Doyle's other works include those that focus on the character of Professor Challenger, and quite a few historical novels such as The White Company, which was set during the Hundred Years' War.

Hergé was a Belgian comic writer. His real name was Georges Prosper Remi, and you may know him if you've ever read a Tintin comic. We even have Tintin in the original French.

While Hergé also wrote a few other comics (Quick and Flupke, The Amiable Mr. Mops), copies of them are quite hard to find.

M. Scott Peck was an American author and psychiatrist. His most well-known book is The Road Less Traveled, about human fulfillment.

Peck's others works include Glimpses Of The Devil: A Psychiatrist's Personal Accounts Of Possession, Exorcism, And Redemption and Denial Of The Soul: Spiritual And Medical Perspectives On Euthanasia And Mortality, two of his more spiritual works.

Ann Arbor District Library Staff Picks Mysteries

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The Staff Picks shelf is downtown on the first floor. Here is a sampling of what the Ann Arbor District Library mystery loving staff members are currently recommending:

Anarchy and Old Dogs, one of the Dr. Siri Paiboun series by Colin Cotterill: "A series of terrifically beguiling detective novels. . . . Whimsical, more personal stories that feature Siri and an equally memorable set of supporting characters. . . . A wry, seasoned, off hand style that has been the secret weapon of this unexpectedly blithe and charming series.”— The New York Times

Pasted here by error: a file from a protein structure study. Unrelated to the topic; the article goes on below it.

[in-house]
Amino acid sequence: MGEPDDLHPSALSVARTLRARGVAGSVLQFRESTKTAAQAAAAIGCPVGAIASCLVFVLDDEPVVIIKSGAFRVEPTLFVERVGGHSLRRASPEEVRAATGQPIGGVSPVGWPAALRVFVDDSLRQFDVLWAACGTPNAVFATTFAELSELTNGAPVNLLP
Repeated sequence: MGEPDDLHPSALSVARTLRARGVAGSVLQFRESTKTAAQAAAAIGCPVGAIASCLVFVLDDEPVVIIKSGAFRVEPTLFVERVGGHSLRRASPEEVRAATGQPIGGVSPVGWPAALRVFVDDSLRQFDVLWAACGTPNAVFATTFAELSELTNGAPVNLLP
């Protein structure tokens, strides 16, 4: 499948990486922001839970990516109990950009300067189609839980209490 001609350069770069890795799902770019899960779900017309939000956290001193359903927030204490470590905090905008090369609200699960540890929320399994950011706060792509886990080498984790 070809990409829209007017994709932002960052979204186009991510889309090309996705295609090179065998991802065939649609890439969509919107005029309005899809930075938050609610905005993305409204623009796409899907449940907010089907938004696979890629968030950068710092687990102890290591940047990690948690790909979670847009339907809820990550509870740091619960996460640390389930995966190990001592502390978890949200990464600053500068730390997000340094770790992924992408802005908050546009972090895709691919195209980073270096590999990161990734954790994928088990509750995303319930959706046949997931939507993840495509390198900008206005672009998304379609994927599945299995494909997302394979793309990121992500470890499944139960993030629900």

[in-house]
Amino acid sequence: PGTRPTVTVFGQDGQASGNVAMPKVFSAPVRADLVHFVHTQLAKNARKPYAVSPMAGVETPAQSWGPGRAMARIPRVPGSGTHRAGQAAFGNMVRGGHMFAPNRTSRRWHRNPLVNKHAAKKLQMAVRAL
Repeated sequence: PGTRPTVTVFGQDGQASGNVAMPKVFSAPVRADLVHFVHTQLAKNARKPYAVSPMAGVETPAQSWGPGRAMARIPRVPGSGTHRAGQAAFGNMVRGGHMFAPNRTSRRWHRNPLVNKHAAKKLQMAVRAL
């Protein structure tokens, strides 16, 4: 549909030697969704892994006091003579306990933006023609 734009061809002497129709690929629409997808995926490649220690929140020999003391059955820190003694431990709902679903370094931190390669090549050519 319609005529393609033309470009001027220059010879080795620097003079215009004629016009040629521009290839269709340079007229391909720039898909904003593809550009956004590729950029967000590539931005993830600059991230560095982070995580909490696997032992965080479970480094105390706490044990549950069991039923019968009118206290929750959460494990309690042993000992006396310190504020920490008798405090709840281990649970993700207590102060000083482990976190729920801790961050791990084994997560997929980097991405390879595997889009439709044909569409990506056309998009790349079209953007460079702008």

The Snake Stone by Jason Goodwin: "Beguiling . . . You will blissfully lose yourself in Istanbul's winding back alleys and linger awhile in the city's bustling fleshpots and meet Lord Byron's physician as you watch the serenely intelligent and intuitive Yashim investigate."-- The News & Observer

The Last Fix by Kjell Ola Dahl: "Critics around the world have labeled K.O. Dahl as Norway's answer to Henning Mankell. He has been awarded with the Riverton Prize for Best Crime Novel. The author's galvanic prose style will have readers wondering why he is, so far, the least known of the ocean of Scandinavian writers washing over the crime scene.”—The Independent

Out by Natsuo Kirino: “Finally, a masterpiece in this genre . . . . a novel that realistically shows how ordinary people can be drawn into committing brutal crimes.” — Prize Jury, Mystery Writers of Japan